PDA

View Full Version : Raspbian size and smaller alternatives



Ole Juul
July 14th, 2014, 09:45 PM
Two basic questions, and a rant:

1- I've been searching for the size of the Raspbian operating system. What is it?
2- What smaller alternatives are there?

I ask the first question here because a hour's search hasn't brought the answer. I started downloading Raspbian almost 4 hours ago and if it is anywhere near the size of most Linux distros, I'm expecting it to take another 4 hours. Also, it appears that most Pi people only can associate the word "size" with "you need a minimum of 4GB". So, since this is a computing type question, I'm asking it here rather than on the RPi forum. Perhaps it should be under humour, but it's actually a tragicomedy. (That's my rant.)

I don't plan to put a monitor on this thing. Partly because it uses the modern HDMI and none of my big pile of monitors supports that (let alone my KVM). The RCA video capable monitors I have are too clunky to bring upstairs where I want this thing. Which brings the second question into focus.

Isn't there some smaller OS that can run on a RPi? Ideally something like regular basic Debian (227MB). Even if I had to attach a monitor to get this thing configured for SSH login, I wouldn't mind. Just give me something that doesn't include every X library ever written and can be downloaded in less that 8 hours. Yes, definitely less than that.

Caluser2000
July 14th, 2014, 10:16 PM
2 minute search bought up PiCore at something like 25megs. Unsure if it fits your requirements. Did you try any of the other OSs on the NOOB sd card images?

Curious to see how you get on. Even 4hrs seems an terribly long time considering I can have a fully functioning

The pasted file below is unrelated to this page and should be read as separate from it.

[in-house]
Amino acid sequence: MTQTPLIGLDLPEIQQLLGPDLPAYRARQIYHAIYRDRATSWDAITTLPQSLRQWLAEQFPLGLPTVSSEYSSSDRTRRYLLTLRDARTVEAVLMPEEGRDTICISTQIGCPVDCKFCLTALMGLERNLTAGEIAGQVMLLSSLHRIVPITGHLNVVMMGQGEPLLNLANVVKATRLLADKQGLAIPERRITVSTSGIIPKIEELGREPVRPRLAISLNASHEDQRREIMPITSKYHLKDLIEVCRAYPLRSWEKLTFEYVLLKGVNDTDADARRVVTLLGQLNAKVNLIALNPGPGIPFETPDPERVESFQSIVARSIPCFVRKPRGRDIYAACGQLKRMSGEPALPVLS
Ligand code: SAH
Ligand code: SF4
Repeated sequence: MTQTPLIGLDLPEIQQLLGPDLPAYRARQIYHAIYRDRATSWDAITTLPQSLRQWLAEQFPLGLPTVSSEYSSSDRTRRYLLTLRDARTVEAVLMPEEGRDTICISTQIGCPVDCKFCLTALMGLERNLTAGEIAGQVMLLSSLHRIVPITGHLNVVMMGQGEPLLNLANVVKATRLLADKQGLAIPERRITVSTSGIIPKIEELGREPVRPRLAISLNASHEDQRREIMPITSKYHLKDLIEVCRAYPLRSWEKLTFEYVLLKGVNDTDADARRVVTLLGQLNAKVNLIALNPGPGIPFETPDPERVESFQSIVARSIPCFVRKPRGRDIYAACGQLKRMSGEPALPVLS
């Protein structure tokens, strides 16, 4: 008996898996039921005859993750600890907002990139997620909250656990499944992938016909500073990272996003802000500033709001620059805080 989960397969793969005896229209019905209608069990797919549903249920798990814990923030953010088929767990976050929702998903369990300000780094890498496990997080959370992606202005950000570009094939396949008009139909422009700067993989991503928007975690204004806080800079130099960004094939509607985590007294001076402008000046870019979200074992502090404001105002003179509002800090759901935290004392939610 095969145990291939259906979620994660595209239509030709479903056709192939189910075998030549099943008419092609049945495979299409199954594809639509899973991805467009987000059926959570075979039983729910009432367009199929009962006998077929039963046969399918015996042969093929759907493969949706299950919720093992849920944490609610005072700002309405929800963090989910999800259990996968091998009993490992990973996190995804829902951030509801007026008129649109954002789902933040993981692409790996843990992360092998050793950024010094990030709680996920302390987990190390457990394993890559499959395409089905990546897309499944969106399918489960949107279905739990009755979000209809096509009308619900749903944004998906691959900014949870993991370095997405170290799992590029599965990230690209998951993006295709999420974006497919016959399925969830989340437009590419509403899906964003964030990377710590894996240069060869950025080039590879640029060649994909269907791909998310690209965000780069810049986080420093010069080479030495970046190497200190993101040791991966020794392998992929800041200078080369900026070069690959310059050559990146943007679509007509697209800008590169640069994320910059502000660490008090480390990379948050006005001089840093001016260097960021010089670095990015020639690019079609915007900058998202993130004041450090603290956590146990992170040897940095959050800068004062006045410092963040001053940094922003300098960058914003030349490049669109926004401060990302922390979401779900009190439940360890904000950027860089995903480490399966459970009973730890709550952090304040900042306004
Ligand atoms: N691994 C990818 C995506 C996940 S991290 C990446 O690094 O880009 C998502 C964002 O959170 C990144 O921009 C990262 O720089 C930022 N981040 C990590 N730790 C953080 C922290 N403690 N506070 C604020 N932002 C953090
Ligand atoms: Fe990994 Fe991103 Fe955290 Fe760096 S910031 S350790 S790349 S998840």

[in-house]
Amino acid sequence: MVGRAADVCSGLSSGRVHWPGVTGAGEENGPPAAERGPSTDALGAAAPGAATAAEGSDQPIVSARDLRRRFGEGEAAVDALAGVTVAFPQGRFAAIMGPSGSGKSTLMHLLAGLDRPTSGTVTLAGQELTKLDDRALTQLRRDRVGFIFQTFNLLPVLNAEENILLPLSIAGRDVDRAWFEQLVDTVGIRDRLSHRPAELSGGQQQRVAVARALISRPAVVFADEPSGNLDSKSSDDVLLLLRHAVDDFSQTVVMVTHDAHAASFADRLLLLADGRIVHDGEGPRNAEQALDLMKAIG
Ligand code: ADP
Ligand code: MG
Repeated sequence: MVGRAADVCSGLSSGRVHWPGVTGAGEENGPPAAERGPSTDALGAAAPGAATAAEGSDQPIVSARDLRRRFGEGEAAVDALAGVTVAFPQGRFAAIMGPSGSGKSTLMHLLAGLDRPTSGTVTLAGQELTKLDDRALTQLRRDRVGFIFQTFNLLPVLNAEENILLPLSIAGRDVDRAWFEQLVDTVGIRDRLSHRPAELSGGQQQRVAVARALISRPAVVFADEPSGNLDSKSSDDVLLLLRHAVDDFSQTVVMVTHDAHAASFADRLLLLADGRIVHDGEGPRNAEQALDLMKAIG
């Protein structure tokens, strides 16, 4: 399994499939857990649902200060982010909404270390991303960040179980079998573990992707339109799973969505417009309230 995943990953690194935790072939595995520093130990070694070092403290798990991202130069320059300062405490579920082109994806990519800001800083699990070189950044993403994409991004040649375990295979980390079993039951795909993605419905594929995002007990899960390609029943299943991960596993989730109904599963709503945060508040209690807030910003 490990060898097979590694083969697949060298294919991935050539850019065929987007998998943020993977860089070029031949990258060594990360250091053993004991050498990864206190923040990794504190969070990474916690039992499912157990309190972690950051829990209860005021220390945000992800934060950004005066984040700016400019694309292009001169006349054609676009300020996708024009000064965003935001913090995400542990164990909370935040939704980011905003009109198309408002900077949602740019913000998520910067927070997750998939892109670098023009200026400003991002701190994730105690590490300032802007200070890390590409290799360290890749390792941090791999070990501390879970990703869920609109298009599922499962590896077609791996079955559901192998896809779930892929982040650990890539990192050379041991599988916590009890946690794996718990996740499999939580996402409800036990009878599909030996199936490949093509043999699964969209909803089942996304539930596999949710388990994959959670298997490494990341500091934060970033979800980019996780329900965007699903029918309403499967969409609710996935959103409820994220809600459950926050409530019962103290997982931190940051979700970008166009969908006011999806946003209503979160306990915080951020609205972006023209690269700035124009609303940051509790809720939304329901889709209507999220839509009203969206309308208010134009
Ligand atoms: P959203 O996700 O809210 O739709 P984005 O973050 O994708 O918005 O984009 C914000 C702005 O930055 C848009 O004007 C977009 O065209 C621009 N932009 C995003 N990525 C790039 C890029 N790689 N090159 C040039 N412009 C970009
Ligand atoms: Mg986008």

OS on my P200mmx in around 20mins.

Seems folk are having a bit of fun with those wee things. The Uncle Scrooge in me says why bother?

Ole Juul
July 14th, 2014, 11:20 PM
I've been searching also since I posted. There's a few smaller ones, and I might try PiCore later. In the meanwhile, I just came back from my snack and it had finished downloading. Total 5 hours and 14 minutes. The size is 612,298,752 bytes. It was coming down at an average 225kbps. Obviously the server is stingy. :)

Anyway, with that ordeal over, I'm on my way. Apparently Raspbian boots into an SSH enabled state. I should be able to see on the router what IP it grabs and then log in - saving me all the work of figuring out how to get video out of that thing.


Curious to see how you on. Even 2hrs seems an terribly long time considering I can have a fully functioning OS on my P200mmx in around 20mins.

I was surprised too. I was just downloading onto my main machine. I'm going to write the image onto the SD chip now, so hopefully that won't take too long. I was hot to trot on this one because I had ordered a power supply with a plug on it that fits the RPi and it just appeared in my mail box. Those plugs aren't too common around here and I didn't feel like snipping an adapter chord and putting something together when I could get a nice box and suitable 2 amp PSU for under $12 including shipping from USA. These Pies seem to be designed for younger folks who only have lots of newer tech around. I've got truckloads of stuff, but a recent vintage Cell phone PSU and an HDMI capable monitor (let alone a new HDMI capable KVM) is not available. This could easily turn into an expensive exercise for old folks. Why couldn't they at least have put solder pads on this thing?


Seems folk are having a bit of fun with those wee things. The Uncle Scrooge in me says why bother?

I think they have a good use as low power or specialized computers that will be on 24/7 - or perhaps where space is important, such as on a car or bike. I was thinking of a mail server. We'll see. I wouldn't have bought one either, but it was a Christmas present from an old buddy.